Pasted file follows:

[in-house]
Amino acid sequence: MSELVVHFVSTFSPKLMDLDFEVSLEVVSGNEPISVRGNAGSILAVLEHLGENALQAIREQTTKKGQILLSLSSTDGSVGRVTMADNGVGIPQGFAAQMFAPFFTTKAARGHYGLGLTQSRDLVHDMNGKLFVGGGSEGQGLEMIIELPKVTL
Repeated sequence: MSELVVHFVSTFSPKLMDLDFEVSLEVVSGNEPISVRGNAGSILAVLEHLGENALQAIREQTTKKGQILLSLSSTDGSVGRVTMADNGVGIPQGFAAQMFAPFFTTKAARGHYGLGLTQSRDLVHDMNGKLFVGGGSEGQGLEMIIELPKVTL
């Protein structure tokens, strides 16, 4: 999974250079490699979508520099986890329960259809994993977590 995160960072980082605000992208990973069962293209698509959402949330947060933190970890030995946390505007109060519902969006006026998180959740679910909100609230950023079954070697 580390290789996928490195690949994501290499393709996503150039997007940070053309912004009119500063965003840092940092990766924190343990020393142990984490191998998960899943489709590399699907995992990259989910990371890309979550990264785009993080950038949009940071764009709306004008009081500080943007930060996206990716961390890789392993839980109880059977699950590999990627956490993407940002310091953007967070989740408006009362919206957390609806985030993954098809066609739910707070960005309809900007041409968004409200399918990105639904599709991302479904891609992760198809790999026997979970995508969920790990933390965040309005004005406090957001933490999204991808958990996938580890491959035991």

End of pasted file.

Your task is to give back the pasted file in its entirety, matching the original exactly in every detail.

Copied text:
[in-house]
Amino acid sequence: MSELVVHFVSTFSPKLMDLDFEVSLEVVSGNEPISVRGNAGSILAVLEHLGENALQAIREQTTKKGQILLSLSSTDGSVGRVTMADNGVGIPQGFAAQMFAPFFTTKAARGHYGLGLTQSRDLVHDMNGKLFVGGGSEGQGLEMIIELPKVTL
Repeated sequence: MSELVVHFVSTFSPKLMDLDFEVSLEVVSGNEPISVRGNAGSILAVLEHLGENALQAIREQTTKKGQILLSLSSTDGSVGRVTMADNGVGIPQGFAAQMFAPFFTTKAARGHYGLGLTQSRDLVHDMNGKLFVGGGSEGQGLEMIIELPKVTL
């Protein structure tokens, strides 16, 4: 999974250079490699979508520099986890329960259809994993977590 995160960072980082605000992208990973069962293209698509959402949330947060933190970890030995946390505007109060519902969006006026998180959740679910909100609230950023079954070697 580390290789996928490195690949994501290499393709996503150039997007940070053309912004009119500063965003840092940092990766924190343990020393142990984490191998998960899943489709590399699907995992990259989910990371890309979550990264785009993080950038949009940071764009709306004008009081500080943007930060996206990716961390890789392993839980109880059977699950590999990627956490993407940002310091953007967070989740408006009362919206957390609806985030993954098809066609739910707070960005309809900007041409968004409200399918990105639904599709991302479904891609992760198809790999026997979970995508969920790990933390965040309005004005406090957001933490999204991808958990996938580890491959035991």